wireless_kitchen (2006-52)

Baked, Not Fried

Perfect cornbread in 800 words or less

by Gay Lyons

My cast iron skillet has been getting a workout lately. It started when my friend Judy McCarthy hosted our book club at her home and served the best corn bread I’ve ever eaten.

I make great fried corn bread, which we call “mound builders’ cakes” in our family. Naturally, there’s a story behind the name.

When my daughter Liz was in middle school and working on a project about Native Americans, she confided to me the morning of her presentation on the mound builders (her assigned tribe) that other students had been bringing food to accompany their presentations. She had not been able to figure out the mound builders’ diet and was sure she would be penalized for not bringing appropriate refreshments.

I was completely inept at helping with the kinds of projects elementary school teachers love to assign. I’m lousy at constructing solar systems out of Styrofoam and igloos out of sugar cubes. Liz’s paper mache globe (who thinks up this stuff anyway?) was probably the worst ever in the history of third-grade paper mache globe-making. But this was food, and that’s my thing.

I convinced Liz that mound builders ate corn cakes and dried beef. Within minutes, I had three skillets going simultaneously. After some furiously paced flipping, I had a pile of fried cornbread—now renamed mound builders’ cakes—and moved on to the second course, which required a package of beef jerky purchased on the way to school and some quick scissoring in the car. The crisis was averted, the project earned an A, and fried cornbread had a new name.

Fried cornbread is easy. You can use any cornbread recipe. You can even use Jiffy cornbread mix. The frying renders the recipe inconsequential. Fried cornbread is fine, but sometimes a pan of baked cornbread is what’s needed. Trouble is, I’ve never been pleased with mine. It’s not as good as my mother’s, and it’s nowhere near as good as Judy’s, which, heresy though it may be to say, is even better than my mother’s.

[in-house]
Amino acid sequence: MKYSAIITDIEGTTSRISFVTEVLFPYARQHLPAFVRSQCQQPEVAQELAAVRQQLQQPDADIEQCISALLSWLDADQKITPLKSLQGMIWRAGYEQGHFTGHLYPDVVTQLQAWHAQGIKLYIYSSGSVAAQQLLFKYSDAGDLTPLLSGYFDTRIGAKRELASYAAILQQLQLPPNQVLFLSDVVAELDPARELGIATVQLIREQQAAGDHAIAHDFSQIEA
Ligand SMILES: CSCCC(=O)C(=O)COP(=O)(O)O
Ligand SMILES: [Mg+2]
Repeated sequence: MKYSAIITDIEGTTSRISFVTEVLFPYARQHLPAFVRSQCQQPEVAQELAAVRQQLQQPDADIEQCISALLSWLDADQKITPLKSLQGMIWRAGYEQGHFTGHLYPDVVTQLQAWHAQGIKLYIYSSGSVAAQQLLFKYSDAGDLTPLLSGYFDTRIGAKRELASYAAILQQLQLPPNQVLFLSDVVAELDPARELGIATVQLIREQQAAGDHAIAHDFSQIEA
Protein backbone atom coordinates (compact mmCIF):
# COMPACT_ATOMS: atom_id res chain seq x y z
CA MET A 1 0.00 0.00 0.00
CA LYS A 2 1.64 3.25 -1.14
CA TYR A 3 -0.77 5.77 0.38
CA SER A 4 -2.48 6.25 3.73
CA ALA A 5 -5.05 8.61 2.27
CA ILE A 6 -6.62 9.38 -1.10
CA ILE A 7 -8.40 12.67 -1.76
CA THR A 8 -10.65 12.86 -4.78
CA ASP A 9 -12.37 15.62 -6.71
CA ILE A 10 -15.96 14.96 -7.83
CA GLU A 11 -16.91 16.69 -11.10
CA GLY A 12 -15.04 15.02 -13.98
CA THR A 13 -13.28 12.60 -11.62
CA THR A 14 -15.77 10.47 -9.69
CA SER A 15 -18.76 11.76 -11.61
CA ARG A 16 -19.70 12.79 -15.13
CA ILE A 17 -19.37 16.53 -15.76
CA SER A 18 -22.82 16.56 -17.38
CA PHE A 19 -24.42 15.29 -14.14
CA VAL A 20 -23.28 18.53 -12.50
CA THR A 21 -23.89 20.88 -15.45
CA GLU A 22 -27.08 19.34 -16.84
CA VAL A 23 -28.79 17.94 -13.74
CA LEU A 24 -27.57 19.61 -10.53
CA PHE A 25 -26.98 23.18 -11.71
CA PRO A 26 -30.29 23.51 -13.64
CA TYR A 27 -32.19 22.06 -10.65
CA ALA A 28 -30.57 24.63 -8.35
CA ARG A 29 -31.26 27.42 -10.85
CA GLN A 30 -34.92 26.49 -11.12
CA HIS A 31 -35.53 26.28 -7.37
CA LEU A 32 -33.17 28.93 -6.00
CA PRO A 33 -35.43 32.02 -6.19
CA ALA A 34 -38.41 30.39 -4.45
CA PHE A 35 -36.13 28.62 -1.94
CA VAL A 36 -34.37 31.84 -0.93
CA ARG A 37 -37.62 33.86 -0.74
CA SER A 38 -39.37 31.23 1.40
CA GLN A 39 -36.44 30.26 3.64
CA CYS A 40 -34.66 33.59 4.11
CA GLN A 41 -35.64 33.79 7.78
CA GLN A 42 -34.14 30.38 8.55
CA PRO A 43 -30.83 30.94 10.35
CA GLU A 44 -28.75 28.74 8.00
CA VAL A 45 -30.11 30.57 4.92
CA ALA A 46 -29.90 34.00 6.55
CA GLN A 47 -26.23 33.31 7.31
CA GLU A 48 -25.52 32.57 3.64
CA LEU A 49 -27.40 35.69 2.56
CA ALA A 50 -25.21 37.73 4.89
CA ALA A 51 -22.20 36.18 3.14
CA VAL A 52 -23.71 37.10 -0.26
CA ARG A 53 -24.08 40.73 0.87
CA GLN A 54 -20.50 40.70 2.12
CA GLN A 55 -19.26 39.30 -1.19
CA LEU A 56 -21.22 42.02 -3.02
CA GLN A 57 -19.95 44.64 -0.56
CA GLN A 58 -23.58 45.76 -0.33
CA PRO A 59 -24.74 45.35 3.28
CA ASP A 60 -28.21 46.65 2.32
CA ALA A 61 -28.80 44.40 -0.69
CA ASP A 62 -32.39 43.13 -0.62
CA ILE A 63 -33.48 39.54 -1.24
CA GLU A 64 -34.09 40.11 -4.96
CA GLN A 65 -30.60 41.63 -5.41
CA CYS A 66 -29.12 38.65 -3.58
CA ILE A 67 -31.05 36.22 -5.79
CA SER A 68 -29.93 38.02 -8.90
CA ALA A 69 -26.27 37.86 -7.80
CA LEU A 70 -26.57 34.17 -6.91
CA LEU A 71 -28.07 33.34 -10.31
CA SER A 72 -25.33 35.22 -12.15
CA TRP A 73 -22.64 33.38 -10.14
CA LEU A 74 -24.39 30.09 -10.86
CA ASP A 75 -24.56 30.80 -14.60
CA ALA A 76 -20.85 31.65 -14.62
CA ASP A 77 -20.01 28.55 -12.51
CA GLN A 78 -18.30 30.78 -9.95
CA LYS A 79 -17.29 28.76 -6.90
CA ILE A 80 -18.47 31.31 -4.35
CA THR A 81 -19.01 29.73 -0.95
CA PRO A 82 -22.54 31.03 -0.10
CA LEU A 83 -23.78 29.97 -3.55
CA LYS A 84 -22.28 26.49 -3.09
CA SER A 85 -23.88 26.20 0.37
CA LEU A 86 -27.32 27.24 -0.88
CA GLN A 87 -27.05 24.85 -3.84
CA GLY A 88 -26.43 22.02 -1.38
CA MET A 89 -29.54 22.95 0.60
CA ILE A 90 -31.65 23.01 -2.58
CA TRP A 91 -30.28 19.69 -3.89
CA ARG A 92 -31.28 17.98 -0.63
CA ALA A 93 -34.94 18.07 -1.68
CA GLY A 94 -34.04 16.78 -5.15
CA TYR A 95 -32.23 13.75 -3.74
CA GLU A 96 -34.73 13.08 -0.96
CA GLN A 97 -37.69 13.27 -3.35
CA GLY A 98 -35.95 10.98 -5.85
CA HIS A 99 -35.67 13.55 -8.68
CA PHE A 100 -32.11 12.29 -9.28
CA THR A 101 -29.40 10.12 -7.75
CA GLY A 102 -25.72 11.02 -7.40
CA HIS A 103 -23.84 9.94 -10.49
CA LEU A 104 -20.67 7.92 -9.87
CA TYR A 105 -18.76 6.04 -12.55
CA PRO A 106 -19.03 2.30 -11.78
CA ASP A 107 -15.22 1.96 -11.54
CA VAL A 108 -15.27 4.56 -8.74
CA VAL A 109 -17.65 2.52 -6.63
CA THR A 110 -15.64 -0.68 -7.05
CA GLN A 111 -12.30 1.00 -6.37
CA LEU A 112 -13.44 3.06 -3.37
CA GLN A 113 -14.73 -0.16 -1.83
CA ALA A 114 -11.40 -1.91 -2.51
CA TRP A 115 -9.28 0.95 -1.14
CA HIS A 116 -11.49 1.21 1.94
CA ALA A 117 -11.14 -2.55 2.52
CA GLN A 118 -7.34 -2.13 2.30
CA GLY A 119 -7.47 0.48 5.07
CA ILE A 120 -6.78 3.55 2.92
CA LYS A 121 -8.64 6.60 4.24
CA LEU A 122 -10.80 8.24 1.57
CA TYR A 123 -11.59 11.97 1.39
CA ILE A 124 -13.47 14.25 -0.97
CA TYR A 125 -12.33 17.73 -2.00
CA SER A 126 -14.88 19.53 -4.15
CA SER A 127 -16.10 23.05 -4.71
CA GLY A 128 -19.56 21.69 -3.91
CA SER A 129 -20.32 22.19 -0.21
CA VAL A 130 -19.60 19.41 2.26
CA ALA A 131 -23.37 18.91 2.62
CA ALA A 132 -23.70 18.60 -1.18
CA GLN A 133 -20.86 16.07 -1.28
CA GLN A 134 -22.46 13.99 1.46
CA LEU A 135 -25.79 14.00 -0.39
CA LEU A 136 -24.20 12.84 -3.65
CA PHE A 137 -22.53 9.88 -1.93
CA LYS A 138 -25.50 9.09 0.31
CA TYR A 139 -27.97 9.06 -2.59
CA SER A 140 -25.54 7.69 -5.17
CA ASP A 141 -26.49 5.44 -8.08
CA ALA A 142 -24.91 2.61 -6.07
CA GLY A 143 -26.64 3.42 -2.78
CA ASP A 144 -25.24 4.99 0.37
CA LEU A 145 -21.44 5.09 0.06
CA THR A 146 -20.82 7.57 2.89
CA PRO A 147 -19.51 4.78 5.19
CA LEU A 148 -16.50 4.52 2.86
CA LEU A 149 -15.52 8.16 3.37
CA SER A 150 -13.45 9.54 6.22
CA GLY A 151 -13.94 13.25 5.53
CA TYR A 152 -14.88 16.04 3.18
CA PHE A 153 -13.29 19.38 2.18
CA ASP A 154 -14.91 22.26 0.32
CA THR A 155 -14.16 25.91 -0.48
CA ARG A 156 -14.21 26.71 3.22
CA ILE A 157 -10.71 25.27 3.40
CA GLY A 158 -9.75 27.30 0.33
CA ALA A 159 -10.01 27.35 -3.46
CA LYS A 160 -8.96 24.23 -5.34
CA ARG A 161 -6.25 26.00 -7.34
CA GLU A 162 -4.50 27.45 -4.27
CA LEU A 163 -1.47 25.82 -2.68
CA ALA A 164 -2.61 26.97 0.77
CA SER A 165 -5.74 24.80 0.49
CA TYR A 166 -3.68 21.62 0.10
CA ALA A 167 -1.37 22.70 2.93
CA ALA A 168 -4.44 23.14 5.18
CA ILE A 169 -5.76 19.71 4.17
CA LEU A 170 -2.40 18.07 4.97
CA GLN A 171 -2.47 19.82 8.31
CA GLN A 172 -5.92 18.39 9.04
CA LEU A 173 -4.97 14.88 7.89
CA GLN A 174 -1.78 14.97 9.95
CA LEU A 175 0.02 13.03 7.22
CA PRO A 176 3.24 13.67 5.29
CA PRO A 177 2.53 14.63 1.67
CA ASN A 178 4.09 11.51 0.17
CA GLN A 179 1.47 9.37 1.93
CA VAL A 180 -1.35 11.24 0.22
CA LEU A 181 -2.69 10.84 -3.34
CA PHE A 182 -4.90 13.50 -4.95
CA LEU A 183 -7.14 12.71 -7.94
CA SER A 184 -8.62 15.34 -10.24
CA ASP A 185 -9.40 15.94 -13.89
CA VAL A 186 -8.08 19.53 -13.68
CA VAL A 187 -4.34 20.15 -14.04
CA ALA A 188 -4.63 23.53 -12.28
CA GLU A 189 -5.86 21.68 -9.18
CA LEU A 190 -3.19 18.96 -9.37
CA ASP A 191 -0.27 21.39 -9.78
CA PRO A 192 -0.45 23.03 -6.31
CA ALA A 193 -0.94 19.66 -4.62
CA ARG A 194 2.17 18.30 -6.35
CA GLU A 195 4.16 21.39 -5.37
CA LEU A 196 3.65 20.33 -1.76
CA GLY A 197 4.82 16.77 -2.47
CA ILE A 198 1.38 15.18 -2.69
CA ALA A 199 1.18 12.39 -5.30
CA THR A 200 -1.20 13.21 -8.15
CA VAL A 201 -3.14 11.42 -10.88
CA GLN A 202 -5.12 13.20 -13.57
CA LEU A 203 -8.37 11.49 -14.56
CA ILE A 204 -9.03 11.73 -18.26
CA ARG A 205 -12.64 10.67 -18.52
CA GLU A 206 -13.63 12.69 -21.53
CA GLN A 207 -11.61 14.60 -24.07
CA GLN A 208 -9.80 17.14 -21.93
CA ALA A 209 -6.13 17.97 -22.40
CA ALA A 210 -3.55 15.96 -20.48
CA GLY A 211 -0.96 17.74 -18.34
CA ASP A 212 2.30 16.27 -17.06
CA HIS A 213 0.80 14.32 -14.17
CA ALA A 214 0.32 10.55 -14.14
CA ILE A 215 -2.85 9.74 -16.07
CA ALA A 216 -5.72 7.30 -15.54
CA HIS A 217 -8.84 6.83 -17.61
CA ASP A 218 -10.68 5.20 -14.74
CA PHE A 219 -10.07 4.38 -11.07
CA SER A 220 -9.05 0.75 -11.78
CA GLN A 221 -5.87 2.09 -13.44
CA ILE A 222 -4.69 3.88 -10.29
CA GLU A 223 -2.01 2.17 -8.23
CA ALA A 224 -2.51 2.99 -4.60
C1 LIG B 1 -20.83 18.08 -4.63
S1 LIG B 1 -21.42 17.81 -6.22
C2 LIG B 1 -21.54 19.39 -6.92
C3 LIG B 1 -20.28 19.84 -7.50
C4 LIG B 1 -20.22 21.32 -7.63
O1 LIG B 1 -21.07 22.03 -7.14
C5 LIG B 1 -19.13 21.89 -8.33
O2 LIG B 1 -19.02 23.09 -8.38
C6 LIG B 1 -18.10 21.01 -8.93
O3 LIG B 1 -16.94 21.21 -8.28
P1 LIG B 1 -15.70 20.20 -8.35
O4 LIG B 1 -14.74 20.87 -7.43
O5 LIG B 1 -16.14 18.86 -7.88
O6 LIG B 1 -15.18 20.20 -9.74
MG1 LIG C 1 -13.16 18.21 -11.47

My recipe, passed down in the family, is easy and has very few ingredients: cornmeal, baking soda, salt, buttermilk, an egg and hot oil, which can be most any kind of oil—vegetable oil, Crisco, bacon grease. It results in a grainy cornbread with a nicely browned crust. Judy’s cornbread was superior in several ways. It was thicker, lighter and moister, and yet it had a wonderfully crunchy exterior—top and bottom. It was the best cornbread I have ever had. Armed with this new recipe, I looked forward to whipping up a pan of divine cornbread myself. Getting a recipe from Judy is the culinary equivalent to consulting the Oracle at Delphi. But it seems I had a few things to learn about turning out a pan of perfect cornbread.

My first effort was pretty bad. In my effort to achieve a nicely browned crust, I overcooked it, so it was extremely dry. And there was a weird aftertaste that seemed vaguely chemical in nature. I love cooking but hate baking, so it’s possible my baking powder and baking soda could date back to the Clinton administration. It’d be helpful if we non-bakers could buy these things in tiny packages. I threw out the old stuff and purchased completely fresh ingredients. I also decided to follow the recipe more closely instead of skipping a couple of steps along the way. 

The second batch was a big improvement over the first. There was no aftertaste. The fresh ingredients obviously made a difference. This time I also followed the directions and sifted the dry ingredients. I’ve never sifted cornmeal, but it seems to be an essential step to achieving the desired texture. This time the interior was light and moist. But the exterior was light brown and not nearly crisp enough. Time to revisit the oracle!

Judy’s diagnosis: The shortening needs to be hotter. I’m not getting sufficient sizzle when I pour the batter into the pan. The batter needs to start browning immediately.

After replenishing my supply of buttermilk and cornmeal, I tried again. This time I cranked up the heat under the Crisco, which resulted in a sizzle that sounded something like the time I nearly set fire to the kitchen trying to make wilted lettuce and onions. Sssssssssss! This time that sizzling noise was the sweet sound of success with cornbread.

Judy McCarthy’s Mother’s Cornbread Recipe

Preheat the oven to 400 degrees. Sift together two cups white cornmeal, one cup soft white flour (such as White Lily), one tablespoon baking powder and one teaspoon salt. Stir a half-teaspoon of baking soda into one and three-fourths cup buttermilk and set it aside until it bubbles. On top of the stove, melt one-fourth cup shortening in a nine-inch iron skillet. Stir the buttermilk mixture into the dry ingredients and immediately pour the batter into the hot skillet. The batter should sizzle as it is poured into the skillet. Put the skillet in the oven and bake for 30 minutes.